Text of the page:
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Your career may depend on your Right Brain

Can you explain to the left side of your brain (you know, the analytical, logical side) why you bought a Michael Graves designed toilet brush from Target?

Or, why candles are a $2 billion dollar annual business in the US when we've had electric lighting for going on a century?

Both speak to our preference for aesthetic, style and pleasure than to logical needs; for a shift towards meaning and purpose.

Daniel Pink uses these examples in an article coming out in the February issue of WIRED called Revenge of the Right Brain, where he lays out an interesting argument that the future is with the right side of the brain (the intuitive, artistic, holistic side). Pink says the movement of analytical, left brain jobs will continue out of the US/West over the next decade as they are replaced by right brain careers.

This reminds me of a brilliant line from Neal Stephenson's Snow Crash, where he writes about the US in the future:

There are only four things we do better than anyone else:

music,

movies,

microcode (software),

and high-speed pizza delivery.

And for the most part these are right brain endeavours. But we can't even take these for granted; to some extent, low-level software coding is already moving overseas, what will be left is the overall system design and architecture. Movies too: unless Hollywood gets a little more right brained, Bollywood will be glad to eat its lunch. Even in the area of music, ClearChannel can't be good for the right-brained music eco-system.

But, this isn't a US vs the world post. Pink's point is that the future lies in right-brained careers (financial counselling vs tax preparation, software design vs coders for hire, the art of the deal vs number crunching). He makes a far more important point though: to prepare ourselves for a right brained path we need to not only have the technical skills of our craft, we also need to be able to "create artistic and emotional beauty, to detect patterns and opportunities, to craft a satisfying narrative and to come up with inventions the world didn't know it was missing."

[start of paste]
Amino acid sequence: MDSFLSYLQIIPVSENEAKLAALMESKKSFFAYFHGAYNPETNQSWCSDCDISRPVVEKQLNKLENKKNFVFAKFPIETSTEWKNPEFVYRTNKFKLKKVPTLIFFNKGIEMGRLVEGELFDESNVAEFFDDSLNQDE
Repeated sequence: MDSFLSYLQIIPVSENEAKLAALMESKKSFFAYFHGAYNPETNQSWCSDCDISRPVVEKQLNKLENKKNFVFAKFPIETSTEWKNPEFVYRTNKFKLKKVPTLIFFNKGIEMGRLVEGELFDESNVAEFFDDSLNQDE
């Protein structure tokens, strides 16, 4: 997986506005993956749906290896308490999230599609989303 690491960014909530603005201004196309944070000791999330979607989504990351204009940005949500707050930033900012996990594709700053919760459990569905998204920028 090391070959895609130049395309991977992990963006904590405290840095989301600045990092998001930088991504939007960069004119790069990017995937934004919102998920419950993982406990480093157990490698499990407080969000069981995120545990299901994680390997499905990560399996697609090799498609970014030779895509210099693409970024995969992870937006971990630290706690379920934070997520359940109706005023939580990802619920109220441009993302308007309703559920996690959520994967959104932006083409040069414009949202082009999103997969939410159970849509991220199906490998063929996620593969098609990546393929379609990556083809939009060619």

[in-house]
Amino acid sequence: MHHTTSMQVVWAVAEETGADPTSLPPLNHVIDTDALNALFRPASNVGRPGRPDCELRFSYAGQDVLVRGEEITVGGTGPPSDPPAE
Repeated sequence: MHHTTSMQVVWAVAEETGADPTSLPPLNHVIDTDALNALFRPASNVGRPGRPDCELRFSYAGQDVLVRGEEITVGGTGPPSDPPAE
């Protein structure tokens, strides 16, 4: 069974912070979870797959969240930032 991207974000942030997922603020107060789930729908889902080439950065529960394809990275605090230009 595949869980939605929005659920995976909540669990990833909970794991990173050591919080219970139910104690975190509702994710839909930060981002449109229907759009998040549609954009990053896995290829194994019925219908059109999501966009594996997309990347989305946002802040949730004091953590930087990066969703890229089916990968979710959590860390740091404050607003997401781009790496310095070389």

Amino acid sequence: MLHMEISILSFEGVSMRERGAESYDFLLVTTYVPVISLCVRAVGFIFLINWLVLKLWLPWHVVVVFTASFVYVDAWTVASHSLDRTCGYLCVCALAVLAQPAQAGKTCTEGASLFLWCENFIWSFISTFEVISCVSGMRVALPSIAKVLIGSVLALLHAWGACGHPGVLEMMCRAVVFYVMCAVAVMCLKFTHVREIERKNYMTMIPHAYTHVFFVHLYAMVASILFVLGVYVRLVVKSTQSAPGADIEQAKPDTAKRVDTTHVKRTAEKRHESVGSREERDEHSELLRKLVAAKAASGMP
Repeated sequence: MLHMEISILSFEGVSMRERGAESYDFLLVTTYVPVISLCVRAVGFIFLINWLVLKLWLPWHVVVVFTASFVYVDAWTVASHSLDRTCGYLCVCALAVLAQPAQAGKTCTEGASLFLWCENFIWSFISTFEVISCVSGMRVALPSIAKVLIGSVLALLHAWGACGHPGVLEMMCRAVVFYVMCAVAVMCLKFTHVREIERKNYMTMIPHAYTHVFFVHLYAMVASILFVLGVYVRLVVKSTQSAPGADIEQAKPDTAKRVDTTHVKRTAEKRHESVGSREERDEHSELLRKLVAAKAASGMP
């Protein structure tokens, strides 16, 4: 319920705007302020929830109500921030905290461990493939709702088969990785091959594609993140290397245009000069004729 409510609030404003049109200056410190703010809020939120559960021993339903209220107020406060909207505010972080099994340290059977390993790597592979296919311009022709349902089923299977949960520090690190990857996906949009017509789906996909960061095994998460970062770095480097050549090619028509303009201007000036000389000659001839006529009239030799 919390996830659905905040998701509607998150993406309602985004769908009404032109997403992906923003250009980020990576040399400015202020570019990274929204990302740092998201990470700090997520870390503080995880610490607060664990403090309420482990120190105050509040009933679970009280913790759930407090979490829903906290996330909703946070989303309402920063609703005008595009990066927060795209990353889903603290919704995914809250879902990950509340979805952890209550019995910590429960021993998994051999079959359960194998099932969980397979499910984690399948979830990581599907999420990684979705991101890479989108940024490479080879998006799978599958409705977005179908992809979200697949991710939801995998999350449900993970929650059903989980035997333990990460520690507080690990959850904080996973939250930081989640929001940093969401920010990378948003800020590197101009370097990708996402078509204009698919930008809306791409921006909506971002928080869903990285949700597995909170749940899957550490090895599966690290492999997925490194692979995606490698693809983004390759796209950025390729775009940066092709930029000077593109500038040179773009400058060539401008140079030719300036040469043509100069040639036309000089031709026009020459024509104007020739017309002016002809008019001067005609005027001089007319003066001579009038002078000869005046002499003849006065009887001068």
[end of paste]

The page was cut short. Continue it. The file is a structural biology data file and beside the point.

And are we preparing ourselves as a society for this shift? Well, we only have to look as far as Kathy's post Most Classroom Education Sucks to have some pretty serious concerns; and we only have to look as far was the local Walmart to wonder if we're really moving in this direction as a society.

That said, how does a Java book enter a saturated market of 2000 other titles only to take over the category as the #1 book (I'm speaking of course of Head First Java)? Of course by taking a right brained approach to book writing. So the opportunities are out there. Are we going to sit around while left brain occupations are commoditized? Or start using our right brain as well to create some inventions the world didn't know it was missing?


Posted by Eric Freeman on January 23, 2005 | Permalink

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Comments